Keith Allen, Michael Legge, James Atherton, Mark Bagnall, Tony Bell, Paul Brennen, Matt Costain, Estella Daniels, Branwell Donaghey, Howard Gossington, Dermot Kerrigan, James Lailey, John Lightbody, Mark Theodore, Sharlene Whyte
November has arrived, and with it the first of the family shows for Christmas.
Or, at least, that would be true if I thought Ken Ludwig’s new adaptation of Robert Louis Stevenson’s classic might actually appeal to a family audience – or any audience for that matter.
Whilst it’s hardly x-rated, there are still enough skeletons, rolling heads, gunshots and general noise to make it unsuitable for the very young (it is billed as suitable for over fives).
Conversely, there is little in this two-hour show to make it a satisfying experience for adults.
This leaves a very narrow window of appeal.
For what should be a tale of adventure the production is strangely static. The stage remains largely bare, with the exception of a few ropes and sails hanging from the ceiling, and a number of props brought on for different scenes. Such a minimalist approach can work well when in keeping with the material. Unfortunately that’s not the case with Treasure Island and the staging simply leaves the cast swinging about the same space throughout and shouting far too much, as if to compensate.
One could argue that Treasure Island is aimed at a young audience and expectations should be tweaked accordingly, that one shouldn’t expect too much depth. But actually Ludwig’s adaptation takes Stevenson’s original plot – which sees pirates and well-to-dos alike searching for the buried treasure – and uses it to explore questions concerning loyalty and the ‘spirituality’ of the supposed rogues. But, though it sounds potentially interesting, little of this actually came through in the production which was hampered with noisy, over-the-top acting that was frequently as wooden as Long John Silver’s leg.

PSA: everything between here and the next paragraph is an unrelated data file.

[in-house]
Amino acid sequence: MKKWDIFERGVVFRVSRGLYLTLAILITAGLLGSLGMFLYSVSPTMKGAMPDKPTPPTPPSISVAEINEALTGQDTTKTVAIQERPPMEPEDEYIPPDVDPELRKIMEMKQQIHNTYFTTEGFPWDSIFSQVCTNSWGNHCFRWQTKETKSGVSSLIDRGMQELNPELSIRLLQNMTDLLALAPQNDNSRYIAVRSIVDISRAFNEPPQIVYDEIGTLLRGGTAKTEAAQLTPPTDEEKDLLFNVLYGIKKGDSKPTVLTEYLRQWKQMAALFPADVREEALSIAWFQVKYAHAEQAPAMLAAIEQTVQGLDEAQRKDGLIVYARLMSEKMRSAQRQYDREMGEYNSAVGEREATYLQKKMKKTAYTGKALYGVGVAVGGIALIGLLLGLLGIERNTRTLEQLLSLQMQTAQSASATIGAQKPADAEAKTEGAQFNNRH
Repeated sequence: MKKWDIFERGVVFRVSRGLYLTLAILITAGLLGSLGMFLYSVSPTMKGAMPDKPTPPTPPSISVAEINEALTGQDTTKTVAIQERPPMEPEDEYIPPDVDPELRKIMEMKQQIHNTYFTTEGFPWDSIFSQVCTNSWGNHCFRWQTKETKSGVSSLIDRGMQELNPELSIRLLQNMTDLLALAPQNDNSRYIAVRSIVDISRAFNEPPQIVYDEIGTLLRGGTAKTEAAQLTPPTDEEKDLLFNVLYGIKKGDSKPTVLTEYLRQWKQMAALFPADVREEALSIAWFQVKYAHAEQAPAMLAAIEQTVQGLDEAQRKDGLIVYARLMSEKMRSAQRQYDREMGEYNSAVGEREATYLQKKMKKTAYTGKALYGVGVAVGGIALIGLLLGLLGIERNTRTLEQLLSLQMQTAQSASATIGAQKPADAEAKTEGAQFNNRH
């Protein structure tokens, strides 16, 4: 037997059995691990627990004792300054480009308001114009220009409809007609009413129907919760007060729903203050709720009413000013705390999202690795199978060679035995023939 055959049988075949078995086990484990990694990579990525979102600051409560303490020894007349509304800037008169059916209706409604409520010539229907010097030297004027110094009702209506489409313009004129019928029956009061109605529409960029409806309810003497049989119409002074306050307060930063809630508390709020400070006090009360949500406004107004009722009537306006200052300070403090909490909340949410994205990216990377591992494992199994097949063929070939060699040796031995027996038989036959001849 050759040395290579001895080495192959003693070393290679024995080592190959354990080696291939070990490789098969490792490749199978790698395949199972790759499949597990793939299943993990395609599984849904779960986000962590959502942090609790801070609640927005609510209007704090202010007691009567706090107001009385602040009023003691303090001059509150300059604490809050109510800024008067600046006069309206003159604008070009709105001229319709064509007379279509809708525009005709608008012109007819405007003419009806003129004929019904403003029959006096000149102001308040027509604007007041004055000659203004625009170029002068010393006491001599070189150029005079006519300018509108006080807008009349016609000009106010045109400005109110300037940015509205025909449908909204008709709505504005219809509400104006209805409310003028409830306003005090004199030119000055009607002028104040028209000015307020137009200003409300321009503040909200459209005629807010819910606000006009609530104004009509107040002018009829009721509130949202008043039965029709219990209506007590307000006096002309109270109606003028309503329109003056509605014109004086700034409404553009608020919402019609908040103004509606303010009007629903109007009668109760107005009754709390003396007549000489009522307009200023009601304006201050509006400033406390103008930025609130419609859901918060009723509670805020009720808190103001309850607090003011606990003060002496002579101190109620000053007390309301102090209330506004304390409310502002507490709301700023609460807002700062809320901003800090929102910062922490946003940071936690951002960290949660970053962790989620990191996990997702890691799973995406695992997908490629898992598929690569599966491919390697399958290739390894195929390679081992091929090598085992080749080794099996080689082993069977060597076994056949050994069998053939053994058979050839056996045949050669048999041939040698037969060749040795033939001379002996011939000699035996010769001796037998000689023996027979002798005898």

The biggest failure was that of Michael Legge’s Jim Hawkins; his performance was flat and utterly without depth. In contrast, the show’s saviour came in an unlikely form, that of Keith Allen, who applied a degree of colour, but also a surprising restraint, to the part of Long John Silver. He sometimes faltered in the delivery of his lines, but the speech in which he argued that peeling potatoes was the best job on the ship, was one of the few occasions where you sensed the production had the capacity to be better.
Other strong performances came from Tony Bell, as Billy Bones, and John Lightbody, who plays both Blind Pew and Squire Trelawney, but these were all relatively minor roles. Otherwise, the production was beset by unsubtle and ridiculously noisy acting.
The music, by Tom Haines and Ross Hughes, was also pretty unmemorable. There were few real songs, and most of the music consisted of simple rhythms played intermittently to add atmosphere. Where there was singing it was usually only for a few bars at a time, and often its purpose was simply to link scenes. In fairness, Treasure Island does not overtly advertise itself as a musical, but one tends to associate such seasonal fare with song and dance and I wonder if the lack of any music of note might leave people feeling short-changed.
The biggest question about this whole production is who were they aiming it at? Too boisterous for the very young and too bland for most people in their teens and over, I concede that it may just about keep older children entertained for a while, but only if they happen to be partial to swash-buckling and don’t mind having their eardrums assaulted by the shouty cast.